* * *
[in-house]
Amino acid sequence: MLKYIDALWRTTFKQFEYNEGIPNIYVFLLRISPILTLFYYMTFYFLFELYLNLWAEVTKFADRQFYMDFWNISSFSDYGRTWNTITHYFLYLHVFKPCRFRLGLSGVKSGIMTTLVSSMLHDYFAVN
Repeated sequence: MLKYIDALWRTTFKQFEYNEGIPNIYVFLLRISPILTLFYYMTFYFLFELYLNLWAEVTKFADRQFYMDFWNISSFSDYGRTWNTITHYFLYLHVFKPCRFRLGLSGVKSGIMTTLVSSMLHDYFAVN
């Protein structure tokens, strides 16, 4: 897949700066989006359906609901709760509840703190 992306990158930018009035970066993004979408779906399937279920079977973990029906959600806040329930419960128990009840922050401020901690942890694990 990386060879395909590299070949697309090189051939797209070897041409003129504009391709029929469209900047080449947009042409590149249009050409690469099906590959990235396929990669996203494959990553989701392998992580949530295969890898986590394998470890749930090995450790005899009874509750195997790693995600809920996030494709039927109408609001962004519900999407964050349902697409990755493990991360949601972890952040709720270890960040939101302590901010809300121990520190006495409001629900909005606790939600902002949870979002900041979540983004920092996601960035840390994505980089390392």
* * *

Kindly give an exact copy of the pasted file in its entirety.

[in-house]
Amino acid sequence: MLKYIDALWRTTFKQFEYNEGIPNIYVFLLRISPILTLFYYMTFYFLFELYLNLWAEVTKFADRQFYMDFWNISSFSDYGRTWNTITHYFLYLHVFKPCRFRLGLSGVKSGIMTTLVSSMLHDYFAVN
Repeated sequence: MLKYIDALWRTTFKQFEYNEGIPNIYVFLLRISPILTLFYYMTFYFLFELYLNLWAEVTKFADRQFYMDFWNISSFSDYGRTWNTITHYFLYLHVFKPCRFRLGLSGVKSGIMTTLVSSMLHDYFAVN
């Protein structure tokens, strides 16, 4: 897949700066989006359906609901709760509840703190 992306990158930018009035970066993004979408779906399937279920079977973990029906959600806040329930419960128990009840922050401020901690942890694990 990386060879395909590299070949697309090189051939797209070897041409003129504009391709029929469209900047080449947009042409590149249009050409690469099906590959990235396929990669996203494959990553989701392998992580949530295969890898986590394998470890749930090995450790005899009874509750195997790693995600809920996030494709039927109408609001962004519900999407964050349902697409990755493990991360949601972890952040709720270890960040939101302590901010809300121990520190006495409001629900909005606790939600902002949870979002900041979540983004920092996601960035840390994505980089390392």